Hyman George Rickover, (January 27, 1900 - July 8, 1986) was a US Navy Admiral known as the "Father of the Nuclear Navy."
Admiral Rickover looking over the Nautilus nuclear submarine
He was born to a Jewish family in Maków Mazowiecki (at the time part of Russia, now in Poland) and immigrated to the United States with his parents in 1905.
Rickover was commissioned as an ensign after graduation from the US Naval Academy in 1922, and served on the destroyer USS La Vallette (DD-315) and the battleship USS Nevada (BB-36) before attending Columbia University, where he earned the degree of Master of Science in Electrical Engineering. From 1929 to 1933 he qualified for submarine duty and command aboard the submarines S-9 and S-48.
Translates Das Unterseeboot
During 1933, while at the Office of the Inspector of Naval Material in Philadelphia, Pennsylvania, Rickover translated the book Das Unterseeboot (The Submarine), by World War I Admiral Hermann Bauer. Rickover's translation became a basic text for the US submarine service.
In June 1937, he assumed command of the minesweeper USS Finch (AM-9). Later that year, he was selected as an Engineering Duty Officer and spent the remainder of his career serving in that specialty.
Bureau of Ships during World War Two
His service as head of the Electrical Section in the Bureau of Ships during World War II brought him a Legion of Merit and gave him experience in directing large development programs, choosing talented technical people, and working closely with private industry.
Division of Reactor Development and Naval Reactors Branch
Soon after World War II, he became an early convert to the idea of nuclear marine propulsion. Assigned to the Bureau of Ships in September 1947, Rickover received training in nuclear power at Oak Ridge, Tennessee, and worked with the bureau to explore the possibility of nuclear ship propulsion. In February 1949 he received an assignment to the Division of Reactor Development, Atomic Energy Commission and then assumed control of the Navy's effort as Director of the Naval Reactors Branch in the Bureau of Ships. This twin role enabled him to lead the effort to develop the world's first nuclear-powered submarine, Nautilus (SSN-571), which was launched in 1955. Promoted to the rank of Vice Admiral by 1958, for three decades Rickover exercised tight control over the ships, technology, and personnel of the nuclear Navy, interviewing every prospective officer being considered for a nuclear ship. Rickover's stringent standards have possibly been responsible for the U.S. Navy's perfect record on reactor safety, perhaps being the only such organization involved in nuclear power. However, Rickover stressed hard science over studies in tactics, which possibly damaged the actual warfighting ability of submarine commanders.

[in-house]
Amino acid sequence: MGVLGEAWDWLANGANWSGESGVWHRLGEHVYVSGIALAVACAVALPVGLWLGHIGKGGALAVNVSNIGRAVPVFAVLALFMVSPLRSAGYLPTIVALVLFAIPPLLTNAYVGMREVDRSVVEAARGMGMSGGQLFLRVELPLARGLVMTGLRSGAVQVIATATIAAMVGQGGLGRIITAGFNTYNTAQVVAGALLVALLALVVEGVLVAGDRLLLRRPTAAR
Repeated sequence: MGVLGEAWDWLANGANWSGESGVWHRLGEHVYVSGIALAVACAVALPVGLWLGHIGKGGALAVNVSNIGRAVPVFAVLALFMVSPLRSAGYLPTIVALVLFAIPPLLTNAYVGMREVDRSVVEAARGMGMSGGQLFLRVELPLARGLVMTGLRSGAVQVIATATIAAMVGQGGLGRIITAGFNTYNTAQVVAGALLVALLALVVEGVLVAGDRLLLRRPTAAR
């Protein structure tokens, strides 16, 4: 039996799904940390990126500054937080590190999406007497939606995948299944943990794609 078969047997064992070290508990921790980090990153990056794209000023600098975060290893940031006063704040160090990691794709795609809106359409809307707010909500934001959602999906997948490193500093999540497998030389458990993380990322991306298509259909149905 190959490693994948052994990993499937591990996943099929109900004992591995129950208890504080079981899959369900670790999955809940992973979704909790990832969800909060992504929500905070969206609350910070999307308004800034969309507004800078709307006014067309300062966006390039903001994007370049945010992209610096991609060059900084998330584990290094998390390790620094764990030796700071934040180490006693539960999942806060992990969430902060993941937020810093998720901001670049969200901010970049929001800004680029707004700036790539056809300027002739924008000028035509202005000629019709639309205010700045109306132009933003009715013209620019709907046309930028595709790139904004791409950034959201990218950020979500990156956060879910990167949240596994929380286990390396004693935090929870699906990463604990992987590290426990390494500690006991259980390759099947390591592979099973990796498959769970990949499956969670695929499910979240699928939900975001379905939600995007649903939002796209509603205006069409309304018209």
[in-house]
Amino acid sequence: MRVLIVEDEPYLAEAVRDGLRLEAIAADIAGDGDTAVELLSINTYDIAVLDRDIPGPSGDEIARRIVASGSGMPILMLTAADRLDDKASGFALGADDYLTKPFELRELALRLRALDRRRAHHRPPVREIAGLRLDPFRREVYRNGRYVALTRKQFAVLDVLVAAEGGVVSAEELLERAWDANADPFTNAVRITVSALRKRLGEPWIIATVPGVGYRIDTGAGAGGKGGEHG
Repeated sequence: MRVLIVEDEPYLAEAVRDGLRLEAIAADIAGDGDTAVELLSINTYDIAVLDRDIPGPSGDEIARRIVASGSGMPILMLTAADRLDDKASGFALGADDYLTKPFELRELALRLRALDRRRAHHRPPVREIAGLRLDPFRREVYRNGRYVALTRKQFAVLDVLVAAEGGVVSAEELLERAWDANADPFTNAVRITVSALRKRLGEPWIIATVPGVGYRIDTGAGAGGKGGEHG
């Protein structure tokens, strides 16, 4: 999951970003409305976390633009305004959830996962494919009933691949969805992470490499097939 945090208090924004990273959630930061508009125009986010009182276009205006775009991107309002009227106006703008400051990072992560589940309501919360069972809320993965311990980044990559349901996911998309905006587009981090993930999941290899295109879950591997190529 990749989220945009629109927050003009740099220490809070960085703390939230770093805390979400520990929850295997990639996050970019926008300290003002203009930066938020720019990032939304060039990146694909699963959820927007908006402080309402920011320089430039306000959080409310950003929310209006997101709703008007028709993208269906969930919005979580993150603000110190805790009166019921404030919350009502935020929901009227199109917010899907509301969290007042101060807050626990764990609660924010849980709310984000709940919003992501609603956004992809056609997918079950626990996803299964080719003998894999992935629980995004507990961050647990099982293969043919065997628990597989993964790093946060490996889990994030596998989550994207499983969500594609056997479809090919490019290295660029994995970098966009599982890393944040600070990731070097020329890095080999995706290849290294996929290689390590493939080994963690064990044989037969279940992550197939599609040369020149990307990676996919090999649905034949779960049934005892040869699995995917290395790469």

Jimmy Carter and Three Mile Island
Following the Three Mile Island power plant disaster in 1978, President Jimmy Carter commissioned a study of nuclear power in the United States. The original report was highly critical of the nuclear power industry and, in effect, urged all nuclear power plants be shut down. In a decision he later came to regret, Rickover urged Carter to have the report modified. However, by that time, new nuclear power plant construction had virtually ceased. Carter was one of the officers that Rickover had interviewed many years before.
After sixty-four years of service, Rickover was forced to retire from the Navy as a full admiral by President Reagan on January 19, 1982. Rickover's strong stance against paying inflated defence contractor claims had made him a target for the new Republican administration with its many supporters and campaign contributors among those contractors.
Research Science Institute
In 1984, Rickover formed the Rickover Science Institute, now the Research Science Institute (RSI). RSI (http://www.cee.org/rsi) is a summer program for approximately 70 high school students held at MIT. Students attend RSI for six weeks to do research, attend lectures, and produce a research paper at the end of the program. RSI is now one of the most selective and prestigious summer programs in the world. RSI is run by the Center for Excellence in Education (http://www.cee.org/).
Named in his honor
The Los Angeles-class submarine USS Hyman G. Rickover (SSN-709) was named for him. It was commissioned in 1984, two years before the Admiral's death, making it one of the very few US Navy ships to be named for a living person.
At the U.S. Naval Academy in Annapolis, Maryland, students rub the nose of a bust of Rickover for good luck before tests.